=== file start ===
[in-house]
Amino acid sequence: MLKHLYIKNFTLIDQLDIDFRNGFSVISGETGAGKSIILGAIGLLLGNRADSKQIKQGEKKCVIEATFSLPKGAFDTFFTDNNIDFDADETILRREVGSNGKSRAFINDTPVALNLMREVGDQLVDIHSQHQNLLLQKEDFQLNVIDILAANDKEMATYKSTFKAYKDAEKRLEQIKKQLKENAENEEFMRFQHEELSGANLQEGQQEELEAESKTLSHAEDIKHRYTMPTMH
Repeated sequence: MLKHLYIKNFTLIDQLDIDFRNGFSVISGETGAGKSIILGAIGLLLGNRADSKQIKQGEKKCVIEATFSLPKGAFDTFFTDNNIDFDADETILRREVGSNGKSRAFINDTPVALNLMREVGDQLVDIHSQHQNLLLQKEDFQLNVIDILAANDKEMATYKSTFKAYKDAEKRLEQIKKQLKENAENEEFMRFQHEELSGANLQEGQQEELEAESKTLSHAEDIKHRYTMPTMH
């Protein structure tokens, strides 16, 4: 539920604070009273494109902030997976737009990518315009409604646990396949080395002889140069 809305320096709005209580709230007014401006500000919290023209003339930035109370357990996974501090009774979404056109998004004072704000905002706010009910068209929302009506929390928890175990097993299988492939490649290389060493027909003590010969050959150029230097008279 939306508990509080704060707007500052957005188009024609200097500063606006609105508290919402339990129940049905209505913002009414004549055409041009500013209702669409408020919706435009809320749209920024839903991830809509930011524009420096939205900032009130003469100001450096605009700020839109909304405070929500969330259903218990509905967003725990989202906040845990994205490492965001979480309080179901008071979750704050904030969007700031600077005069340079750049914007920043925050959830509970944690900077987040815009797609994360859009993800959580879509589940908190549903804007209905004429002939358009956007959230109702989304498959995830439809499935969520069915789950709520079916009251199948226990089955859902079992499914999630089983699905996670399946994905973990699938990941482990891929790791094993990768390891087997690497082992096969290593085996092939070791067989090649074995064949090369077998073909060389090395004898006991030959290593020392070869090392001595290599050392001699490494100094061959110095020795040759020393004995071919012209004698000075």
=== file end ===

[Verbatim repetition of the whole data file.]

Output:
[in-house]
Amino acid sequence: MLKHLYIKNFTLIDQLDIDFRNGFSVISGETGAGKSIILGAIGLLLGNRADSKQIKQGEKKCVIEATFSLPKGAFDTFFTDNNIDFDADETILRREVGSNGKSRAFINDTPVALNLMREVGDQLVDIHSQHQNLLLQKEDFQLNVIDILAANDKEMATYKSTFKAYKDAEKRLEQIKKQLKENAENEEFMRFQHEELSGANLQEGQQEELEAESKTLSHAEDIKHRYTMPTMH
Repeated sequence: MLKHLYIKNFTLIDQLDIDFRNGFSVISGETGAGKSIILGAIGLLLGNRADSKQIKQGEKKCVIEATFSLPKGAFDTFFTDNNIDFDADETILRREVGSNGKSRAFINDTPVALNLMREVGDQLVDIHSQHQNLLLQKEDFQLNVIDILAANDKEMATYKSTFKAYKDAEKRLEQIKKQLKENAENEEFMRFQHEELSGANLQEGQQEELEAESKTLSHAEDIKHRYTMPTMH
């Protein structure tokens, strides 16, 4: 539920604070009273494109902030997976737009990518315009409604646990396949080395002889140069 809305320096709005209580709230007014401006500000919290023209003339930035109370357990996974501090009774979404056109998004004072704000905002706010009910068209929302009506929390928890175990097993299988492939490649290389060493027909003590010969050959150029230097008279 939306508990509080704060707007500052957005188009024609200097500063606006609105508290919402339990129940049905209505913002009414004549055409041009500013209702669409408020919706435009809320749209920024839903991830809509930011524009420096939205900032009130003469100001450096605009700020839109909304405070929500969330259903218990509905967003725990989202906040845990994205490492965001979480309080179901008071979750704050904030969007700031600077005069340079750049914007920043925050959830509970944690900077987040815009797609994360859009993800959580879509589940908190549903804007209905004429002939358009956007959230109702989304498959995830439809499935969520069915789950709520079916009251199948226990089955859902079992499914999630089983699905996670399946994905973990699938990941482990891929790791094993990768390891087997690497082992096969290593085996092939070791067989090649074995064949090369077998073909060389090395004898006991030959290593020392070869090392001595290599050392001699490494100094061959110095020795040759020393004995071919012209004698000075």